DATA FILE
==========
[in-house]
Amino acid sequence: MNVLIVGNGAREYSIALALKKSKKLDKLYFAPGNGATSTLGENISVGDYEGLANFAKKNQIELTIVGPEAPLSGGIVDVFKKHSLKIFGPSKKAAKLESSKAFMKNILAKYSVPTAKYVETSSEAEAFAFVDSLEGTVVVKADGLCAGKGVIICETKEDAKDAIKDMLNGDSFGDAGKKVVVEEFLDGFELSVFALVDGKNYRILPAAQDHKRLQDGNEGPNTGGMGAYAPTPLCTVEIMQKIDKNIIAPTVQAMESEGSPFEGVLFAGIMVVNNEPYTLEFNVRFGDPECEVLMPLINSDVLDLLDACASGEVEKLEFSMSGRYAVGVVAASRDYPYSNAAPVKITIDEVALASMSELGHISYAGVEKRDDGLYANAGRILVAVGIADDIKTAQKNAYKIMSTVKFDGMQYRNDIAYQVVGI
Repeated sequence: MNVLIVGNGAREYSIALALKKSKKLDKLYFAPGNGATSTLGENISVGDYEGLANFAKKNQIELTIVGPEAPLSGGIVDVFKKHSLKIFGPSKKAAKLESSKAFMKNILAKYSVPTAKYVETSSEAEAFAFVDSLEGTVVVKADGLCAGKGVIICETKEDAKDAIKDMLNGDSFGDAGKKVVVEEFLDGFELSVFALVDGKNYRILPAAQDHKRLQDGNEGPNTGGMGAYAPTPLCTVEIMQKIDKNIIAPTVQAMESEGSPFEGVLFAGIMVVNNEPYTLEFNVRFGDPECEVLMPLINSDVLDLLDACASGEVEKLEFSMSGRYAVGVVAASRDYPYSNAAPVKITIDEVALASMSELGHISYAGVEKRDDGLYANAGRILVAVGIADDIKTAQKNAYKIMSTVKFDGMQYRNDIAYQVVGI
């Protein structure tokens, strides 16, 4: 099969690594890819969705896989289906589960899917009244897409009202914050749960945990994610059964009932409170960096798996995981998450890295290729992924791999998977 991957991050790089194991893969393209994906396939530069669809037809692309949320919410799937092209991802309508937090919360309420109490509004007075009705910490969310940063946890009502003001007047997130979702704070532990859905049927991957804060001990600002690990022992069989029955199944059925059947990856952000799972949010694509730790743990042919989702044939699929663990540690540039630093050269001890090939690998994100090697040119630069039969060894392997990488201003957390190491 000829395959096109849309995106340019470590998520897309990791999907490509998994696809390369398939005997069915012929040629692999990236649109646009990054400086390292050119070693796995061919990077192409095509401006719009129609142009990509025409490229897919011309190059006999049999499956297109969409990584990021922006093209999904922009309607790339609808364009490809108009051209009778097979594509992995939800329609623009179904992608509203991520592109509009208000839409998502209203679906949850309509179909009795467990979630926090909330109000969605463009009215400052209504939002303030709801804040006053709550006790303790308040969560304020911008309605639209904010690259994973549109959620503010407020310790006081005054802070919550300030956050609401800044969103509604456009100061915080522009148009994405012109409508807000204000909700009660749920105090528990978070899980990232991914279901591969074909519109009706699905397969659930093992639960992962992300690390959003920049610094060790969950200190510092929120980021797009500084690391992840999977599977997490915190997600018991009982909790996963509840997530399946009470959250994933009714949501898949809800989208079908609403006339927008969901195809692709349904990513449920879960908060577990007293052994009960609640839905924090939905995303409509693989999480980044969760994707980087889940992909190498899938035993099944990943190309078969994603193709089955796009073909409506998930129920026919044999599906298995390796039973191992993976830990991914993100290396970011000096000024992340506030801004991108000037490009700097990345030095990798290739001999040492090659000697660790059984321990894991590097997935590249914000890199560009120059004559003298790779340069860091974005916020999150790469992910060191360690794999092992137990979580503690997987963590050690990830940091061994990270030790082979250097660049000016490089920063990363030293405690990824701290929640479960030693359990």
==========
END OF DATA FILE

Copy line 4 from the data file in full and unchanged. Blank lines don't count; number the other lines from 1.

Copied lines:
């Protein structure tokens, strides 16, 4: 099969690594890819969705896989289906589960899917009244897409009202914050749960945990994610059964009932409170960096798996995981998450890295290729992924791999998977 991957991050790089194991893969393209994906396939530069669809037809692309949320919410799937092209991802309508937090919360309420109490509004007075009705910490969310940063946890009502003001007047997130979702704070532990859905049927991957804060001990600002690990022992069989029955199944059925059947990856952000799972949010694509730790743990042919989702044939699929663990540690540039630093050269001890090939690998994100090697040119630069039969060894392997990488201003957390190491 000829395959096109849309995106340019470590998520897309990791999907490509998994696809390369398939005997069915012929040629692999990236649109646009990054400086390292050119070693796995061919990077192409095509401006719009129609142009990509025409490229897919011309190059006999049999499956297109969409990584990021922006093209999904922009309607790339609808364009490809108009051209009778097979594509992995939800329609623009179904992608509203991520592109509009208000839409998502209203679906949850309509179909009795467990979630926090909330109000969605463009009215400052209504939002303030709801804040006053709550006790303790308040969560304020911008309605639209904010690259994973549109959620503010407020310790006081005054802070919550300030956050609401800044969103509604456009100061915080522009148009994405012109409508807000204000909700009660749920105090528990978070899980990232991914279901591969074909519109009706699905397969659930093992639960992962992300690390959003920049610094060790969950200190510092929120980021797009500084690391992840999977599977997490915190997600018991009982909790996963509840997530399946009470959250994933009714949501898949809800989208079908609403006339927008969901195809692709349904990513449920879960908060577990007293052994009960609640839905924090939905995303409509693989999480980044969760994707980087889940992909190498899938035993099944990943190309078969994603193709089955796009073909409506998930129920026919044999599906298995390796039973191992993976830990991914993100290396970011000096000024992340506030801004991108000037490009700097990345030095990798290739001999040492090659000697660790059984321990894991590097997935590249914000890199560009120059004559003298790779340069860091974005916020999150790469992910060191360690794999092992137990979580503690997987963590050690990830940091061994990270030790082979250097660049000016490089920063990363030293405690990824701290929640479960030693359990």